Apr 06 2012

Fred Wagner- The Official Starter of the Vanderbilt Cup Races


Fred Wagner was the official starter of all the Vanderbilt Cup Races with the exception of the 1904 race. Accordingly, Wagner was the "Zelig" of early racing and captured in hundreds of photos. Here are my some of my favorites.

Enjoy,

Howard Kroplick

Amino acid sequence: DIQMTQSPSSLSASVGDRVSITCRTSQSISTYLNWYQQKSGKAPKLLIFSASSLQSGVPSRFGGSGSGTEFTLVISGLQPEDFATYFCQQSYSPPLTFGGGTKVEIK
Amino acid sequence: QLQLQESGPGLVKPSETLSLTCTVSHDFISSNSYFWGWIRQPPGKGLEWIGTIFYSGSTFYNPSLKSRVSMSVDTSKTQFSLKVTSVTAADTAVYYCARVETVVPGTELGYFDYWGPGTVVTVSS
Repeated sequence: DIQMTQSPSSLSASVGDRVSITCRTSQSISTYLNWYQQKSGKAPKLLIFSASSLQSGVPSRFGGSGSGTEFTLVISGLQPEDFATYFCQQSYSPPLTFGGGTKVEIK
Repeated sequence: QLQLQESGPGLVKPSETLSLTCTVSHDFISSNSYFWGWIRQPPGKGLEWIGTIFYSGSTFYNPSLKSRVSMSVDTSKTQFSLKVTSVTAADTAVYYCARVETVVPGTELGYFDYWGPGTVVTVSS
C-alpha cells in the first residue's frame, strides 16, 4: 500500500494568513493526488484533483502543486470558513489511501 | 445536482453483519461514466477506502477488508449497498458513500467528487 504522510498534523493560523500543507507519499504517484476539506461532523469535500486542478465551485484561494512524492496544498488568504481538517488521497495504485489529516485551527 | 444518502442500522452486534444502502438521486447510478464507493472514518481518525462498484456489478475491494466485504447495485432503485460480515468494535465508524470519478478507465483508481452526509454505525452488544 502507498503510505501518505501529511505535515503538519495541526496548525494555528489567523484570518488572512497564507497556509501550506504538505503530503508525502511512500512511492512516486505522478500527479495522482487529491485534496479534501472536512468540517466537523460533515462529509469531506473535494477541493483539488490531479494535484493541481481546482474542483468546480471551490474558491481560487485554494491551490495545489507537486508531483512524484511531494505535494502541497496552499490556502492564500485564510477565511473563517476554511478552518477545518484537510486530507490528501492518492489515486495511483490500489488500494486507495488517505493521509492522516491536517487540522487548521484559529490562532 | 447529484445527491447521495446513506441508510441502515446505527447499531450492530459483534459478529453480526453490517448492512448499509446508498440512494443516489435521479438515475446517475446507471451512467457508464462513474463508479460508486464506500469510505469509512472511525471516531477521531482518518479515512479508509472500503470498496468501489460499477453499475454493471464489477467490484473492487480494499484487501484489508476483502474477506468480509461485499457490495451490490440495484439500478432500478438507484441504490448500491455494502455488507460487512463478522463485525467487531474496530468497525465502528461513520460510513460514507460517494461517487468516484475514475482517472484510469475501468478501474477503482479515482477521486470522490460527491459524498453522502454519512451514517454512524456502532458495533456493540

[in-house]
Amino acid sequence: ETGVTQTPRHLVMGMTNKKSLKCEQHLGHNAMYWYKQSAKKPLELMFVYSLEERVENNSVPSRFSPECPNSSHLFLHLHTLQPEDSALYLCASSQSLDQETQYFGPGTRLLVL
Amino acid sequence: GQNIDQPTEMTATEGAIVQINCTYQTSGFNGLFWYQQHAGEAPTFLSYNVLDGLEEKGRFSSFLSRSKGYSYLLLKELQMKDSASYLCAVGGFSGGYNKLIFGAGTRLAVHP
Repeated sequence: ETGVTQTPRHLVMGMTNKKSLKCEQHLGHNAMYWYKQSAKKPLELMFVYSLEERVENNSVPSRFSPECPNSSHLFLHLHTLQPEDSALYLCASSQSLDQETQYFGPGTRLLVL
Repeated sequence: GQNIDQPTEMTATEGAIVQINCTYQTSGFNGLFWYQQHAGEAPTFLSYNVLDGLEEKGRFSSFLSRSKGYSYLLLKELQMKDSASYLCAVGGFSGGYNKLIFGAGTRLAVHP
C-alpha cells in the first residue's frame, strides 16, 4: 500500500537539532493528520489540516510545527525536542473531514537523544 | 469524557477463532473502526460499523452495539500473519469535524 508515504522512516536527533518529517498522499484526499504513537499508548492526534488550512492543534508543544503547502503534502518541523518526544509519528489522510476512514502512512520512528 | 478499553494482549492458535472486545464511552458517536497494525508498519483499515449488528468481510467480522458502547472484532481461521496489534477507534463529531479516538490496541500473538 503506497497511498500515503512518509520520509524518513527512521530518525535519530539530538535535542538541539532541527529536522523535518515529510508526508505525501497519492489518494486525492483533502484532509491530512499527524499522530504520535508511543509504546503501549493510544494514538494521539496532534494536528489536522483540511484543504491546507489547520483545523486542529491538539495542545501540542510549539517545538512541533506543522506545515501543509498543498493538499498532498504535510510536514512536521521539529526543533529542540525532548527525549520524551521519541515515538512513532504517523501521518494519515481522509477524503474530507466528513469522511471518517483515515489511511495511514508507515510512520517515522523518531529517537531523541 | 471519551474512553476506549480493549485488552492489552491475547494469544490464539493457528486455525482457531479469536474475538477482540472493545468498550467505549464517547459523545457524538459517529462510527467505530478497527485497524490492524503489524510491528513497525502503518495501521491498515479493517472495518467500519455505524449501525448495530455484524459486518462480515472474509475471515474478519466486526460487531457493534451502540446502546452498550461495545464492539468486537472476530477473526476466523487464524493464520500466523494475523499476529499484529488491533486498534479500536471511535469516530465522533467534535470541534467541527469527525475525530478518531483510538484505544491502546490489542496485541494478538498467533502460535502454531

1905 Vanderbilt Cup Race: Wagner (far left) with the Fiat driven by Felice Nazzaro 1906 Vanderbilt Cup Race: Wagner set racing history using a checkered flag for the first time to signify the winner. Here, Louis Wagner drove a Darracq to victory. 1908 Vanderbilt Cup Race: Wagner with the first American car to win the race- "Old 16" Locomobile driven by George Robertson. 1909 Vanderbilt Cup Race: One of my very favorite photos, Wagner gave the checkered flag to Harry Grant in the Alco Black Beast. 1910 Vanderbilt Cup Race: The Alco Black Beast again received the checkered flag from Wagner. In 1938, Fred Wagner wrote an autobiography "The Saga of the Roaring Road". Mark reviewed the book on his excellent website firstsuperspeedway.com: "The AAA's premier starter from 1903 into the 1920's, Fred J. Wagner was the dean of his profession. He started all the William K. Vanderbilt Jr. Cup races except 1904. He also started all the American Grand Prize races, the first two Indy 500s, as well as the early Ormond-Daytona Beach races and time trials. This book is less a history than a memoir; Fred's recollections of his first-hand accounts of the great events and the great drivers of the day: Ralph De Palma, Barney Oldfield, David Bruce-Brown, Bob Burman, Harry Grant, George Robertson. Like all of us, with the passage of time, the details can get a little fuzzy, so this is not a book to single source for facts. For example, Fred's recollections of David Bruce-Brown promulgated some myths about the great driver, such as his attendance at Yale University (he did not) his time as a boxer (he was not) and even his date of birth, popularized as 1890 when it was 1887. The book is valuable because it captures the spirit of the early days. Fred was a man with many friends and brings insights to the personalities of the early days. With the understanding that point of view of the book comes through the lens of a proud man who took himself very seriously (I think that will be readily apparent to anyone reading just the first few paragraphs) and it will be one of your best experiences in understanding what it was like to walk among the wonderful characters of his era."




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